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Prelude 1770s

The French Revolution was a period in the history of France covering the years 1789 to 1799, in which republicans overthrew the monarchy and the Roman Catholic Church perforce underwent radical restructuring. This article deals in some detail with the events immediately prior to the revolution itself.

Financial Crisis 1770s-1787

Proto-revolutionary activity started when the French king Louis XVI (reigned 1774-1792) faced a crisis in the royal finances. The French crown, which fiscally exactly equated to the French state, owed considerable debt. During the régimes of Louis XV (reigned 1715-1774) and Louis XVI several different ministers, most notably Turgot, unsuccessfully proposed to revise the French tax system to tax the nobles. Such measures encountered consistent resistance from the parlements (law courts), which the nobility dominated.

Because the need to raise taxes placed the king at odds with the established nobility, he typically appointed as his finance ministers (to use François Mignet’s term), “rising men” usually of non-noble origin.

Turgot, Chrétien de Malesherbes, and Jacques Necker successively attempted to revise the system of taxation and to make other reforms, such as Necker’s attempts to reduce the lavishness of the king’s court. Each failed in turn.

In contrast, Charles Alexandre de Calonne, appointed finance minister in 1783, restored lavish spending more reminiscent of the age of Louis XIV. By the time Calonne brought together an assembly of notables on February 22, 1787 to address the financial situation, France had reached a state of virtual bankruptcy: no one would lend the king funds sufficient to meet the expenses of government and court.

According to Mignet, the loans amounted to “one thousand six hundred and forty-six millions… and… there was an annual deficit… of a hundred and forty millions livres. Calonne was succeeded by his chief critic Etienne Charles de Loménie de Brienne, archbishop of Sens, but the fundamental situation was unchanged: the government had no credit.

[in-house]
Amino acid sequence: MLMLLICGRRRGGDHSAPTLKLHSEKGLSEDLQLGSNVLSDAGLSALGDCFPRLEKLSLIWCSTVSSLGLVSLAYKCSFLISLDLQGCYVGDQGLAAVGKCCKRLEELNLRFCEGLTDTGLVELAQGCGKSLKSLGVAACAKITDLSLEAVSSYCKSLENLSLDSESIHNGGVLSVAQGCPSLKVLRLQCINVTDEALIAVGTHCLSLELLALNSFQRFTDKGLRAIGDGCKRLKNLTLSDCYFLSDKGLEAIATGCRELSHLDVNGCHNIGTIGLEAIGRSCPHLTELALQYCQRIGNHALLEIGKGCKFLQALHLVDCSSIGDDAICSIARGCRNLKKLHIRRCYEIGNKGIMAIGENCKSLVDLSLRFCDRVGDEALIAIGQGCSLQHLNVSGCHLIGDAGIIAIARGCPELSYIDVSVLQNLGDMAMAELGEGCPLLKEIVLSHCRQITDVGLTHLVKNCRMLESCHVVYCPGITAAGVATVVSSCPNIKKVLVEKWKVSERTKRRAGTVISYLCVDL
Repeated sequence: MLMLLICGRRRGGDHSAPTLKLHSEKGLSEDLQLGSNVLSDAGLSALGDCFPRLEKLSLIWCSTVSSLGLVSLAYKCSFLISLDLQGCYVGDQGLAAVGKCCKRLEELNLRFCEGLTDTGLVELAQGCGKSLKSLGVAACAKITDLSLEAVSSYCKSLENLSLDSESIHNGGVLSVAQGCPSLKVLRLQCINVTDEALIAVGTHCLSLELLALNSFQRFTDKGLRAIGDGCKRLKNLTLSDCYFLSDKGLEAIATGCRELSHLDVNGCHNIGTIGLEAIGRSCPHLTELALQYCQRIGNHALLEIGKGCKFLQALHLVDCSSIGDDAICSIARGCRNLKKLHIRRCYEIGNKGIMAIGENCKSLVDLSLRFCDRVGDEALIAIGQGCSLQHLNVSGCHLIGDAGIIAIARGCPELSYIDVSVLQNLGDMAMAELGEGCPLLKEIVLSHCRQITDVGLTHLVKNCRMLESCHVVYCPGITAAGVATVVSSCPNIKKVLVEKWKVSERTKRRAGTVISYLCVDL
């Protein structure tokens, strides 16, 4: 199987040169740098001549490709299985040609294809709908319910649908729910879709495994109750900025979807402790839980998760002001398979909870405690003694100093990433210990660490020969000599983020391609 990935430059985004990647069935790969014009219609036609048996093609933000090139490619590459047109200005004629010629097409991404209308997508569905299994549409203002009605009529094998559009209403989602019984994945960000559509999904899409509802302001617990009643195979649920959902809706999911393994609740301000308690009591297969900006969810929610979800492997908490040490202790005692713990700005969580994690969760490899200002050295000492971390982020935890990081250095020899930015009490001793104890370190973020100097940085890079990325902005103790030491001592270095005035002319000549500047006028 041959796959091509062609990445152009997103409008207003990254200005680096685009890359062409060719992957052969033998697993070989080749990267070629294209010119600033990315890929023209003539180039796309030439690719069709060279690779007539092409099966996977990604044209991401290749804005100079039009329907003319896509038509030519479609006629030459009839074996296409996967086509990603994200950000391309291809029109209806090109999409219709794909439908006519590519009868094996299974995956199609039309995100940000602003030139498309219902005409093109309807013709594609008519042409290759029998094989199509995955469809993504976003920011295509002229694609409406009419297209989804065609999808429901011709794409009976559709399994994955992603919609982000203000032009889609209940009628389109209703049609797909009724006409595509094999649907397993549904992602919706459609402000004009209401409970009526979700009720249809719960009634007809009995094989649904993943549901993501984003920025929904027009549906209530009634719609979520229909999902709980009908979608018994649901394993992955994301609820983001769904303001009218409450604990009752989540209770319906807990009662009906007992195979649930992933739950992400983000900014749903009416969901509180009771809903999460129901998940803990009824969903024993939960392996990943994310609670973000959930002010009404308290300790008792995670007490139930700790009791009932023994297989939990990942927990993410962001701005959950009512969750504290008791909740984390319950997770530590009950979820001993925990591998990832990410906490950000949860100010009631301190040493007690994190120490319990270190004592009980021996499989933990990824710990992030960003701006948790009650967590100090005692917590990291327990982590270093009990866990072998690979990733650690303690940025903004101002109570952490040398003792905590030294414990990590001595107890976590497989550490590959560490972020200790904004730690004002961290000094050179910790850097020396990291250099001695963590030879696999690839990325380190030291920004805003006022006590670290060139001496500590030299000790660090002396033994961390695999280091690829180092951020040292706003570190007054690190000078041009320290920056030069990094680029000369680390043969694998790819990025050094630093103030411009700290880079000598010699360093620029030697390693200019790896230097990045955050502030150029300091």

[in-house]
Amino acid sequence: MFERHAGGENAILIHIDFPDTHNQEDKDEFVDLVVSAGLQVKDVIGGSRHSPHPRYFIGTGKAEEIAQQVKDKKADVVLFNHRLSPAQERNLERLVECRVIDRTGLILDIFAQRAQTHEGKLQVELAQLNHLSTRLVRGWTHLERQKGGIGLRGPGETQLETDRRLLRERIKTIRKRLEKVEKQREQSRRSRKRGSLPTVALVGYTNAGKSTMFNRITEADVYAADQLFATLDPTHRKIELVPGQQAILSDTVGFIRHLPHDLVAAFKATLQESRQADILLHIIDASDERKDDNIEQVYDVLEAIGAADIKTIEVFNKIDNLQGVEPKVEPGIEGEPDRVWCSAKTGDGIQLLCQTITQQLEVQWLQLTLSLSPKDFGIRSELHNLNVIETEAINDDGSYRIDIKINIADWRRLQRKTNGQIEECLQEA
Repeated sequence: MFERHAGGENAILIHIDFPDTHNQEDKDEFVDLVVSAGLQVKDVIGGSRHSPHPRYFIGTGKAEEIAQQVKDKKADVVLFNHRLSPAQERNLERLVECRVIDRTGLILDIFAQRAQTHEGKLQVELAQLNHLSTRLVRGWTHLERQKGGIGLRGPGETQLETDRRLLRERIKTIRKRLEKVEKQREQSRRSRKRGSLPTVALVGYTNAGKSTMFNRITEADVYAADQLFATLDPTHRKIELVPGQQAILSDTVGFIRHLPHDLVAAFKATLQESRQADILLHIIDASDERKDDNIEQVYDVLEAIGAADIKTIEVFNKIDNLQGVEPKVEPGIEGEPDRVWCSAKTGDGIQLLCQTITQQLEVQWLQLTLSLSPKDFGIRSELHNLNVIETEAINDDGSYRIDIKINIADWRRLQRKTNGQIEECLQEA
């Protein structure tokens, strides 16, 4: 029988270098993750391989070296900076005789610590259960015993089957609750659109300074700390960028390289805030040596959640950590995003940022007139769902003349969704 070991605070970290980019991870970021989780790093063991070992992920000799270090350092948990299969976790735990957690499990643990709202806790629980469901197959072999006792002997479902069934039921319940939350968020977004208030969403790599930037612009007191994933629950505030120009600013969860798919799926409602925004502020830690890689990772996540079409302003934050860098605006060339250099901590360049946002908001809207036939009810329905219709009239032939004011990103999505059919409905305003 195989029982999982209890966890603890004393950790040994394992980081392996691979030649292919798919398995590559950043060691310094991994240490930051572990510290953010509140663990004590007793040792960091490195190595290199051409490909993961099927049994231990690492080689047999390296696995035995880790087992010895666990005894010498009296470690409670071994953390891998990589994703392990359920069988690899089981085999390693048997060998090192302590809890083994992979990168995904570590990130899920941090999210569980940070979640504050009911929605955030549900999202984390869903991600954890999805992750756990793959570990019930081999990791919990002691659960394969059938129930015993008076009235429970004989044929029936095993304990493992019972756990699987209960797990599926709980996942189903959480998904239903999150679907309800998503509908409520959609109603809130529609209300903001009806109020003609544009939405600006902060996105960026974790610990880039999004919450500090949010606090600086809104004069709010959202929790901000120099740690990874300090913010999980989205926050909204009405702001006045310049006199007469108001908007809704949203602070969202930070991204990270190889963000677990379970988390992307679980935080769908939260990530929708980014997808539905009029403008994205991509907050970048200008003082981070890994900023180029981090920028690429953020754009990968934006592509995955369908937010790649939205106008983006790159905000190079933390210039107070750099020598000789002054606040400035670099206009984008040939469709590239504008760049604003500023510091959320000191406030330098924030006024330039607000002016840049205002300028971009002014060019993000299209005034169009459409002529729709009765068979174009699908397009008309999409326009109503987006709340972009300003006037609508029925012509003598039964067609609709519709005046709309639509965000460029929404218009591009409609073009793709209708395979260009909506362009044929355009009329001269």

To try to address this, the assembly “sanctioned the establishment of provincial assemblies, a regulation of the corn trade, the abolition of corvées, and a new stamp tax; it broke up on the 25th of May, 1787.”

The subsequent struggle with the parlements in an unsuccessful attempt to enact these measures displayed the first overt signs of the disintegration of the ancien régime. In the ensuing struggle:

  • Protestants regained their rights.
  • Louis XVI promised an annual publication of the state of finances.
  • Louis XVI promised to convoke the Estates-General within five years.
  • The parlements objected to this as “ministerial tyranny”.

In response, several nobles including Louis Philippe II, Duke of Orleans sufferred banishment, resulting in a further series of conflicting decrees by the king and the parlements. The conflict spilled out of the courts (and beyond the nobility) with disturbances in Dauphiné, Brittany, Provence, Flanders, Languedoc, and Béarn.